Is Self-Funding the Future of Small Business Health Insurance?
Understanding small business health insurance is something most small business owners perceive as complex and an expense over which they have little control.
Small business health insurance is something most small business owners perceive as complex and as an expense that they have little control over. A new report by the Urban Institute tackles the subject and provides several points that warrant consideration by businesses of any size.
The new report identified the trend of rising costs of individual premiums within the government-run Healthcare Marketplace and the uncertainty of the future of the Affordable Care Act (ACA). Together these elements are forcing small business managers to reevaluate their health care coverage and carefully consider their policy cost, risk, coverage levels and even the possibility of fines.
Self-funded health insurance plans (also known as self-insured plans) are heavily utilized by enterprise companies but remain relatively rare in the small to midsize business sector (SMB). These plans are generally administered by insurance carriers or Third Party Administrators (TPAs) and have medical claims paid by the businesses as they're incurred.
Traditional small business health insurance plans provide coverage when premiums are paid to brokers or insurance carriers. The financial risk of providing benefits to employees, in this case, is incurred by the insurance company. With self-insured plans, the financial risk is taken on by the businesses covering their employees.
Stop-loss insurance policies are often available to aid businesses in alleviating the potential risk of incurring excessively high claims that could otherwise be severely detrimental to businesses that self-fund their health cost coverage. Unfortunately, many business owners are unaware that stop-loss coverage exists and don't consider self-funding as an option due to the potential risk to their cash flow and business viability.
Administering Self-Funded Plans
When evaluating whether to administer their own self-funded plans, consider the regulatory compliance needs of governing bodies and laws such as the Employee Retirement Income Security Act (ERISA) and the Health Insurance Portability and Accountability Act (HIPAA). Plan managers must be well-versed in all applicable state and federal regulations and properly secure employee health care data whether it's in paper, electronic or verbal form.
While these administrative tasks may seem burdensome, companies will benefit in the long run. By following these regulations, businesses will have greater control over the health care costs they cover, secure better access to providers and directly benefit from a healthy workforce when claims costs are lower than the premiums they once paid.
Financial benefits to the companies continue with improved cash flow, being able to invest the income that would have otherwise been paid in premiums and by having access to health care data to help guide and support employees in making healthier choices.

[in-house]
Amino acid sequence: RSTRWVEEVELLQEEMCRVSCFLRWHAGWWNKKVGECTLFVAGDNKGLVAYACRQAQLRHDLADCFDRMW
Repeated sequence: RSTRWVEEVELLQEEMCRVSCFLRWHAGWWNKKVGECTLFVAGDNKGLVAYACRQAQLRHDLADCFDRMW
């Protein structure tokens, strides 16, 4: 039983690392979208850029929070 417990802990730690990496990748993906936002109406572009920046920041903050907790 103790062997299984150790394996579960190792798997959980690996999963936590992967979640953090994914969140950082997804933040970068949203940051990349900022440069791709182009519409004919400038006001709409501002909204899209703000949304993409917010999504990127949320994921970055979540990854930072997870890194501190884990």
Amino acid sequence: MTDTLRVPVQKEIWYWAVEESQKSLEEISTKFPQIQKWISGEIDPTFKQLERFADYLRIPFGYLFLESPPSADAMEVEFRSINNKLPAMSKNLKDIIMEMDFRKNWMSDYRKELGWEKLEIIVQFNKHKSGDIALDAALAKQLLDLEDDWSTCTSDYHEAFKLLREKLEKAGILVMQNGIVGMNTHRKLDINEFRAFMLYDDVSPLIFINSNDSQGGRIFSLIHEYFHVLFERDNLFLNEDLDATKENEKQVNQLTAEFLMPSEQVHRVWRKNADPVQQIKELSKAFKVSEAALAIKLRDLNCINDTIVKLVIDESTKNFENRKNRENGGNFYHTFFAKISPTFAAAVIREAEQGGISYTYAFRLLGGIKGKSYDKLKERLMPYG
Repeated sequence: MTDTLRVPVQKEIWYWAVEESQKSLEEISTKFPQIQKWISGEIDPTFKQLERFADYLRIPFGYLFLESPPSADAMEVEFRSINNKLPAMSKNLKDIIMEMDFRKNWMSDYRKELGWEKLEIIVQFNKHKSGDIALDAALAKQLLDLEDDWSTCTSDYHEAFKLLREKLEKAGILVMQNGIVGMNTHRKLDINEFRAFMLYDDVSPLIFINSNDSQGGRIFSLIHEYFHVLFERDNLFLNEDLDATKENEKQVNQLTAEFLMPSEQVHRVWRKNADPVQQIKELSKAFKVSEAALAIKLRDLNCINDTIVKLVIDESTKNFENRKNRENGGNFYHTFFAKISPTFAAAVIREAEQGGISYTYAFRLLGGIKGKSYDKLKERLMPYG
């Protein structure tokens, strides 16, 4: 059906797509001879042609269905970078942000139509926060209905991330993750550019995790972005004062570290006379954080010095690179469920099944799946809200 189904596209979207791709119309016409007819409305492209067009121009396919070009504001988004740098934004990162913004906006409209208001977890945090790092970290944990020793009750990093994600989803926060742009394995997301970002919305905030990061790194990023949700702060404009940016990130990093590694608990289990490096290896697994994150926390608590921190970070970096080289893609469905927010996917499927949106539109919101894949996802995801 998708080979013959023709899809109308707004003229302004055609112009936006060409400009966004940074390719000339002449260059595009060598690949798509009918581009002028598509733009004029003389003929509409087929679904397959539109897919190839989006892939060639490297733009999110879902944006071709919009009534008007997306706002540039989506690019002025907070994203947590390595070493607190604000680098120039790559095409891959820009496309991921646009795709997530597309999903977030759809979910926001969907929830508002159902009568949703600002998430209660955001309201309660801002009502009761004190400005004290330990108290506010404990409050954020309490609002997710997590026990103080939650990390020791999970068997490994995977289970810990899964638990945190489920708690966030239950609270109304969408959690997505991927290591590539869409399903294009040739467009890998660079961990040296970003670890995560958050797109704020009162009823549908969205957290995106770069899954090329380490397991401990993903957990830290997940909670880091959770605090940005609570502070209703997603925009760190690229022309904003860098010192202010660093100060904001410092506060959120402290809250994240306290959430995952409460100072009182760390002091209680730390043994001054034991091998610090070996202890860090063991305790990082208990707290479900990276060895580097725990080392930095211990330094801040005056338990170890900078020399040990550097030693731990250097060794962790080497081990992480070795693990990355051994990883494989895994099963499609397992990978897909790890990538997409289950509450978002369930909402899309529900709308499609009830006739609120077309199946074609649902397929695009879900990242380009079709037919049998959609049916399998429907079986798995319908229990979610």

A primary benefit of self-funded health care is eliminating state health insurance premium taxes that often range from 2 to 3 percent of premium dollars. In late 2016, Congress reversed the IRS definition of Health Reimbursement Accounts (HRA) which can affect small businesses that average less than 50 full-time employees. While ultimately beneficial for many, it does require heavy documentation. With these HRA plans, employers pay 100 percent of the health care benefit (up to specific caps) rather than cost-sharing premium amounts with employees. Not only is this valuable to the employee, but employers are able to reduce their taxable income as well.
Every employer will not qualify or be suitable to implement self-funded insurance programs. Companies with workers that are at a higher risk of incurring claims due to disease, lifestyle or demographics, may not be ideal for this type of program. A decade ago most insurance carriers only offered self-insurance plans to companies with over 100 employees in their workforce. Today, plans are routinely available for as few as 25 employees and some reported to have had only five employees.
Businesses will want to take into consideration their employees' current plan usage (loss ratios) among coverage areas if the information is available to them. Potential coverage gaps with medical, dental, vision, disability or mental health could result in retention concerns. A similar problem exists if companies choose to continue with traditional health insurance plans. Often narrow networks that severely limit provider choice and the employee's portion of the premium itself, could compel employees to seek work elsewhere when specific coverage is desired.
Health care coverage for small businesses remains a complex topic with many aspects to consider. That's why it's important to consult with a trusted advisor to make sure you're providing the best plan for your needs. Cash flow, taxes, potential fines and employee retention are all contributing factors that must be weighed. Adequate time will need to be invested by business leaders and advisers to choose coverage levels and program structures that are right for each company. Self-funded insurance plans and risk mitigation policies should be considered as potential alternatives when health care coverage options are evaluated.